“Our party needs urgently to recapture its sense of momentum and its belief in what this country can do,” he said.
Johnson’s supporters rallied behind him, lauding his achievements on Brexit, and galvanizing support for Ukraine.
However, Labour Party deputy leader Angela Rayner said that the public — battling a cost-of-living crisis — have had enough of the “never-ending Tory soap opera.”
Liberal Democrats lawmaker Daisy Cooper said it was “good riddance.”
The Scottish National Party’s deputy House of Commons leader Mhairi Black said that Johnson “jumped before he was pushed.”
Johnson, who was sacked from his first job at The Times newspaper for making up a quote, made his name as Brussels correspondent of the Daily Telegraph peddling euromyths.
The Chinese Communist Party (CCP) removed former minister of foreign affairs Qin Gang (秦剛) from his post after an investigation concluded that he had conducted an affair and fathered a child while serving as ambassador to the US, the Wall Street Journal reported. Top officials were told in August that a CCP inquiry into Qin uncovered “lifestyle issues,” the newspaper reported yesterday, citing people familiar with the situation that it did not describe. That phrase usually means sexual misbehavior of some type in the parlance of Chinese officialdom. Two of the people said the affair led to the birth of a child in
NO MORE LONG LINES: Swift border crossings for people traveling between Russia and areas it occupies in Ukraine show how quickly Moscow is seeking to absorb them To enter Russia from occupied Ukraine, all Tatiana has to do is arrive at the edge of the war-battered Donetsk region, show guards her Russian passport, say “thank you” and cross. Moscow has controlled several key border points since 2014, but the frontier has become more porous since the Kremlin annexed four Ukrainian territories last year, encouraging residents to take up new citizenship. “It’s become more comfortable because we’ve become Russians,” said the 37-year-old, who is from a Russian-occupied town. Tatiana used to have to go through a more arduous procedure to enter Russia: a check run by Moscow-sponsored separatists, then through Russian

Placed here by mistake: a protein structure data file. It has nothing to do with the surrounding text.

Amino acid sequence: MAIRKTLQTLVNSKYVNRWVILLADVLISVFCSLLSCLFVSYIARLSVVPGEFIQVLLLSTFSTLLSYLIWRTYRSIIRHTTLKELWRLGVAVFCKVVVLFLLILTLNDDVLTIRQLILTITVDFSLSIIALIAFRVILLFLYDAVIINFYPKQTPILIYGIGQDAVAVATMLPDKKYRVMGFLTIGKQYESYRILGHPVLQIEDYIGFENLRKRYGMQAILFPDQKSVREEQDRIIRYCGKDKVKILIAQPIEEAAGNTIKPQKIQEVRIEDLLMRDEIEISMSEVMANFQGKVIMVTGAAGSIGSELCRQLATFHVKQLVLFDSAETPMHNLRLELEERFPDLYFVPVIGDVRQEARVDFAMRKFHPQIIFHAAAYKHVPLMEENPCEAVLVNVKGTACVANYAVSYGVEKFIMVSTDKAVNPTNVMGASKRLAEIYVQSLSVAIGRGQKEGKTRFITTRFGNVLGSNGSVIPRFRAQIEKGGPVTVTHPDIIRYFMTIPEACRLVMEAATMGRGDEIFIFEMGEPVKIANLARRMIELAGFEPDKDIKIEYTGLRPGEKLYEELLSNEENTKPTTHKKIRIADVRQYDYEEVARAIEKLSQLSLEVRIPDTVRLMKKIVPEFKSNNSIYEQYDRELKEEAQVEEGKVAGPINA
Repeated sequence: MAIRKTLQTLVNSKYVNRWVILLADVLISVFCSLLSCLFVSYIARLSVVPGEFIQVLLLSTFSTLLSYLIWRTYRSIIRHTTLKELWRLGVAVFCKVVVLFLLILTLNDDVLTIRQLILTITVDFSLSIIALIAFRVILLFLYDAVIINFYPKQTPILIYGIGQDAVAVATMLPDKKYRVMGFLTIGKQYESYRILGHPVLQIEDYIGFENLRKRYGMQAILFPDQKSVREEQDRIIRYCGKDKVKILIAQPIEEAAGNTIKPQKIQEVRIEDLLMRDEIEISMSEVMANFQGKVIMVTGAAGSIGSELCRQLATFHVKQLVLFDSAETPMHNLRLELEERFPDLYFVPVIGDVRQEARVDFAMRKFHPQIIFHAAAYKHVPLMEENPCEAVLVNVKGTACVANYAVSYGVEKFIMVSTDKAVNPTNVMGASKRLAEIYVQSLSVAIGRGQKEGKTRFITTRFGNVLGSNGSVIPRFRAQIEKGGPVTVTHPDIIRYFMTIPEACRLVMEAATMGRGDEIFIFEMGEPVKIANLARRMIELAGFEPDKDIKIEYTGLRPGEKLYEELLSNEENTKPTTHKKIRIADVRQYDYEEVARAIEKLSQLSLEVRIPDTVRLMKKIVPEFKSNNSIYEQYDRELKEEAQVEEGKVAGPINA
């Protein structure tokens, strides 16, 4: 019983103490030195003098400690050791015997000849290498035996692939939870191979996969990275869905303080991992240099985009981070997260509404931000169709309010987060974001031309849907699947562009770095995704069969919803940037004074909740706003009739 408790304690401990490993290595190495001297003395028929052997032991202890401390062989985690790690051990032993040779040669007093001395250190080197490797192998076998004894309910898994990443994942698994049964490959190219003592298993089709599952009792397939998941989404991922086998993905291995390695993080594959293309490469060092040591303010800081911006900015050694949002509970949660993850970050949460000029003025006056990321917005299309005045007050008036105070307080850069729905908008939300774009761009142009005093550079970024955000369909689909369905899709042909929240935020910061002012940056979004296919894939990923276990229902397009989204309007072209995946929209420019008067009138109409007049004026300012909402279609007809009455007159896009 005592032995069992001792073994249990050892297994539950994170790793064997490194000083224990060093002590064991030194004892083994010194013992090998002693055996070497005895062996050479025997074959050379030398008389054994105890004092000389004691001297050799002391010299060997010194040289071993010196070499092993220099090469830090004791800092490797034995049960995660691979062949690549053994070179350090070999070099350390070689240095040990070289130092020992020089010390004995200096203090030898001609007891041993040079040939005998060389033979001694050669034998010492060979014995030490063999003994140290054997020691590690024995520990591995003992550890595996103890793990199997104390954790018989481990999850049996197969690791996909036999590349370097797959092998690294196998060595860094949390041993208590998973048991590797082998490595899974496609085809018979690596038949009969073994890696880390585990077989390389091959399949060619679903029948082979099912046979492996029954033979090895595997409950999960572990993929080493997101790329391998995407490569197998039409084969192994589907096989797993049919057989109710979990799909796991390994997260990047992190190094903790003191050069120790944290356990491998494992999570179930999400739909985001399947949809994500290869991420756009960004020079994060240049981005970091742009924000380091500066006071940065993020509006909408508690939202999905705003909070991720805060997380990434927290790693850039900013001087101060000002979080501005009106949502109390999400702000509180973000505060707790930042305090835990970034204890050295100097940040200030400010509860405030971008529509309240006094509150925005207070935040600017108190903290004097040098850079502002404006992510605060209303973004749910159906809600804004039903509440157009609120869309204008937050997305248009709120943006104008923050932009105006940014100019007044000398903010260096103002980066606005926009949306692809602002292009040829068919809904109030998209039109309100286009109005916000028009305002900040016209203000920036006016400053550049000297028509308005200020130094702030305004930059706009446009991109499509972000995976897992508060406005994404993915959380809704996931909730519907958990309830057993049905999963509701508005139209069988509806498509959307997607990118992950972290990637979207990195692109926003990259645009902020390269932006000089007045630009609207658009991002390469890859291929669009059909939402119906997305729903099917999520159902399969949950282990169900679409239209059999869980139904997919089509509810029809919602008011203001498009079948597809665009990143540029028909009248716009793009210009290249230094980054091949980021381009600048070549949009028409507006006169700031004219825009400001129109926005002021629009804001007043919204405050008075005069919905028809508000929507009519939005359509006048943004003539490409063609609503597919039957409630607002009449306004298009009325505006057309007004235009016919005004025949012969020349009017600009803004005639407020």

GUNNED DOWN: The Canadian PM said there were credible allegations that India was connected to the assassination of Hardeep Singh Nijjar in Surrey on June 18 India yesterday dismissed allegations that its government was linked to the killing of a Sikh activist in Canada as “absurd,” expelling a senior Canadian diplomat and accusing Canada of interfering in India’s internal affairs. It came a day after Canadian Prime Minister Justin Trudeau described what he called credible allegations that India was connected to the assassination of Hardeep Singh Nijjar, an advocate of Sikh independence from India who was gunned down on June 18 outside a Sikh cultural center in Surrey, British Columbia, and Canada expelled a top Indian diplomat. “Any involvement of a foreign government in the killing of a
SECURITY: Wang met with the US national security adviser in Malta over the weekend, with the US side noting the importance of peace and stability across the Taiwan Strait Chinese Minister of Foreign Affairs Wang Yi (王毅) yesterday headed to Russia for security talks after two days of meetings with US National Security Adviser Jake Sullivan over the weekend in Malta. China’s top foreign policy official will be in Russia until Thursday for a round of China-Russia strategic security consultations, the Chinese Ministry of Foreign Affairs said in a brief statement. The US and China are at odds over Russia’s invasion of Ukraine. China has refrained from taking sides in the war, saying that while a country’s territory must be respected, the West needs to consider Russia’s security concerns about NATO’s